We are a little less than a month away from our food robotics summit, ArticulATE, happening on April 16 in San Francisco. The excitement around Spoon HQ is palpable because we have locked in a fantastic lineup of speakers, including today’s Q&A guest Ryan Tuohy, the Senior VP of Business Development at Starship.

Starship’s autonomous rover bots deliver snacks, groceries and packages to corporate and college campuses and even out to the general public in Milton Keynes in the UK. In advance of Tuohy’s talk on-stage at ArticulATE, we wanted to set the stage and learn a little more about, well, what Starship has learned from making all these deliveries (like how big to make its ‘bot!).

If you want to know how robots are impacting the present and setting up the future of food delivery, get your tickets to ArticulATE today, they are going quickly!

THE SPOON: Starship has been running deliveries for a while now on Intuit’s corporate campus, in Milton Keynes in the UK, and most recently you started at George Mason University. What have you learned about how people use and interact with robot delivery?

TUOHY: One of the things we’re proud of is how happy customers are when the robot arrives with their order – every interaction is overwhelmingly one of delight and we’ve received thank you notes and special drawings of robots from every location where we operate. At GMU specifically, the bots have become famous across social media, with many students posting pictures/videos of their deliveries.

For students at George Mason University, the bots provide a low cost and convenient service to let them spend time doing what they want, rather than waiting in line for food or skipping a meal because they’re too busy, GMU students can have food delivered anywhere on campus and use that extra time to hang out with friends, study or take a break.

In some locations, like Milton Keynes, some of our most popular customers are parents who struggle to leave the house because of their children. It’s a lot easier to get a robot delivery than try and get two young kids in the car, find parking, walk round the grocery store and then drive back. It’s a lot more environmentally friendly as well.

The vast majority of people notice the robot on the sidewalk and simply pass by it. Initially, some people take a selfie or a photo of the robot. This effect diminishes over time as people in the particular location become familiar with seeing the robot in the area.

As you talk with campuses like George Mason, what are the concerns they have about robot delivery and how do you alleviate them?

At George Mason University, some people have asked whether the robots can handle rough weather conditions such as rain and snow. One of the reasons we brought the robots to GMU was for this very reason. The robots have safely traveled over 150,000 miles around the world and completed thousands of deliveries regardless of weather conditions.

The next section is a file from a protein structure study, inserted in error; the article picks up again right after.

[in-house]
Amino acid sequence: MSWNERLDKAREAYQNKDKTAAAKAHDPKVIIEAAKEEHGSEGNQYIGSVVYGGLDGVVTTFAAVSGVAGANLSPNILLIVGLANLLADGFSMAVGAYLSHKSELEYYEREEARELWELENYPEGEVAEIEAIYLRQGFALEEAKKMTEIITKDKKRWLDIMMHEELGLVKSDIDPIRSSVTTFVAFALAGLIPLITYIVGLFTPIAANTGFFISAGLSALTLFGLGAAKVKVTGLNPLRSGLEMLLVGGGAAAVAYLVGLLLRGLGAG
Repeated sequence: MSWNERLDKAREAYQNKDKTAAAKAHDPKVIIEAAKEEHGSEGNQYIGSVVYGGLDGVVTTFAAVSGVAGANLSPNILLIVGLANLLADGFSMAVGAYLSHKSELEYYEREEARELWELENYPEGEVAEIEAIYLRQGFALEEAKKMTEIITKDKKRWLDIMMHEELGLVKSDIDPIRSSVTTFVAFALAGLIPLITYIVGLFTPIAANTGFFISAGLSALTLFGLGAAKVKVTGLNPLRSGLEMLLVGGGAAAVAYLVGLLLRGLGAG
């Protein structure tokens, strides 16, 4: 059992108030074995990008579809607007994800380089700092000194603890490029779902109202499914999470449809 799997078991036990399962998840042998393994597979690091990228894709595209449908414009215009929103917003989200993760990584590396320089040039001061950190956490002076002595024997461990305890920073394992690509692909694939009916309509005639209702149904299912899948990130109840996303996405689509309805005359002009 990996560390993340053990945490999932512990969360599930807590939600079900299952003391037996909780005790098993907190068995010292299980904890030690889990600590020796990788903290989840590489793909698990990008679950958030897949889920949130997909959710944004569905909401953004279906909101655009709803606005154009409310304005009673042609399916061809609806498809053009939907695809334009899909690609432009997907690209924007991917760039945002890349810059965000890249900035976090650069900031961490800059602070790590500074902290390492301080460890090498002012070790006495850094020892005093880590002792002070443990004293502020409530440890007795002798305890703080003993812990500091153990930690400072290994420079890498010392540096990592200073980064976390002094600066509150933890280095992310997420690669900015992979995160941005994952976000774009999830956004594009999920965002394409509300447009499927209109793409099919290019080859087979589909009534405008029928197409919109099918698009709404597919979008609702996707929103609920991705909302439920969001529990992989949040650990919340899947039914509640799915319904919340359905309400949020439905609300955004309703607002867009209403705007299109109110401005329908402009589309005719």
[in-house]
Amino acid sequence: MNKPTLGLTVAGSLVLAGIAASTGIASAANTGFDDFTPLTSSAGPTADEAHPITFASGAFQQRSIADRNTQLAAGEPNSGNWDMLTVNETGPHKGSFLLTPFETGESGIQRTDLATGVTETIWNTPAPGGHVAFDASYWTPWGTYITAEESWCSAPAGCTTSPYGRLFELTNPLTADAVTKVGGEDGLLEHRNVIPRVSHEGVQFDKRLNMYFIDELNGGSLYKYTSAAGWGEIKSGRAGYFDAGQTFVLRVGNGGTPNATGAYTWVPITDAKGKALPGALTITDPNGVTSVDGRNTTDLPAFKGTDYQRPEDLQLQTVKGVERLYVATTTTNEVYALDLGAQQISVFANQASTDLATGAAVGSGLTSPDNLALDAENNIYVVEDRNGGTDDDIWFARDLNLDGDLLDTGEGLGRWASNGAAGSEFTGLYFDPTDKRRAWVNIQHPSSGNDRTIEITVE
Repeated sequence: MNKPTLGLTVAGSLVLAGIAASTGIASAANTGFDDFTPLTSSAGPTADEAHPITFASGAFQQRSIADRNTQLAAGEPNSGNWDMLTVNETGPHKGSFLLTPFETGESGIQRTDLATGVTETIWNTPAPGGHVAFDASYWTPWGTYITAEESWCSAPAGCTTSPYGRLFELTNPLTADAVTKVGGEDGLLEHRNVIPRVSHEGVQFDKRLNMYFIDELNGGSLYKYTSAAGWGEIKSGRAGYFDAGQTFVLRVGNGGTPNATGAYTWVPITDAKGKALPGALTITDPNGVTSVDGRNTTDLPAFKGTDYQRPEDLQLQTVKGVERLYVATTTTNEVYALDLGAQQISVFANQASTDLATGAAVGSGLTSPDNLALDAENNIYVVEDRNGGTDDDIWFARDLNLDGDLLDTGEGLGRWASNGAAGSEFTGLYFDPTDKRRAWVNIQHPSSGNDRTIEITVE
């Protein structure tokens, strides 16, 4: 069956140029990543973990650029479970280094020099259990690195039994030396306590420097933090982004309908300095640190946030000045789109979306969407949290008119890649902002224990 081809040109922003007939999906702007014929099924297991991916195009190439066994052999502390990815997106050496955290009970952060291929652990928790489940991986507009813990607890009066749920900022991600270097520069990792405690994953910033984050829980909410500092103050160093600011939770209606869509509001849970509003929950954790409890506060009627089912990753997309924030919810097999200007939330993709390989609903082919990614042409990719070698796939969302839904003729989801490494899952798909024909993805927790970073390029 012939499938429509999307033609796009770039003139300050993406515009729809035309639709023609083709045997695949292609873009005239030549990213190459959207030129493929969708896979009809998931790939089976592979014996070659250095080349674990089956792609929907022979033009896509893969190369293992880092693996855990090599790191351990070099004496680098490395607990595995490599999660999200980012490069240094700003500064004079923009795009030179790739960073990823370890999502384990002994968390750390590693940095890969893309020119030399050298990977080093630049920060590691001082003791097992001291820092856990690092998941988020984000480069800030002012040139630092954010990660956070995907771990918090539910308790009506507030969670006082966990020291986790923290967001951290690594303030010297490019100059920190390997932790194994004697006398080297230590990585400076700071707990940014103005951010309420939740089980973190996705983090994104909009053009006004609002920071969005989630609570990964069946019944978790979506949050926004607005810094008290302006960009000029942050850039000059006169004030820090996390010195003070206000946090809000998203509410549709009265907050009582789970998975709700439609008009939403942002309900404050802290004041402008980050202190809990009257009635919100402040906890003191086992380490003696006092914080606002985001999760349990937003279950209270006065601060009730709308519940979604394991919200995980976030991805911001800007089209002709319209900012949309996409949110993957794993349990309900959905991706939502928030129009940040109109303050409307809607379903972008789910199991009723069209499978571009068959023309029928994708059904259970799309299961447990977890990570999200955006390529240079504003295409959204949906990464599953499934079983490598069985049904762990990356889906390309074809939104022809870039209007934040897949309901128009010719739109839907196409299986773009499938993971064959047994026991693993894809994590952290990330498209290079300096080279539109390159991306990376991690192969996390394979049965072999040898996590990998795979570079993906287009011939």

Additionally, everyone’s first test when they see the robot on the sidewalk is to check if the robot will stop in time, when [they’re] blocking its path. But each robot travels at 4mph and has a ‘situational awareness bubble’ around it with a range of sensors that can detect obstacles like dogs, pedestrians, bikers, and is able to either maneuver around them or stop at a safe distance.

Is there a sweet spot when designing a rover delivery robot, in terms of size and speed, and have you hit that, or is it more of a moving, evolving target?

Robotic delivery is affordable, convenient and environmentally friendly. Starship’s robots are intelligent and designed to seamlessly co-exist with humans in the community. They are purposefully about as wide as a human shoulder width when walking on the sidewalk and travel at walking pace (4mph max).

Starship has designed and built our robots with a vast amount of advanced proprietary technology, including a combination of computer vision, sensor fusion and machine learning for seamless navigational and situational awareness. The company’s proprietary mapping process enables the robots to understand their exact location to the nearest inch.

What do you think are the biggest misconceptions about robot delivery?

One of the biggest misconceptions surrounding autonomous delivery is around security. Many people believe that robots will be stolen but the reality is very different from this. In tens of thousands of autonomous deliveries, we’ve not had any robots stolen. The robot has many theft prevention measure to stop this from happening, including 10 cameras, sirens (like a car alarm), tracking to the nearest inch and the lid is of course locked at all times. It would be a big effort to steal a robot and get it home without being caught, only to find some milk and eggs in the basket!

What is your favorite fictional robot?

I enjoy the classic R2D2 robots from Star Wars. Who doesn’t enjoy a cute robot that can help you on all your expeditions? We are already at the point where robots can deliver packages and food to your doorstep. It’s amazing to see technology we once imagined has now become a reality.

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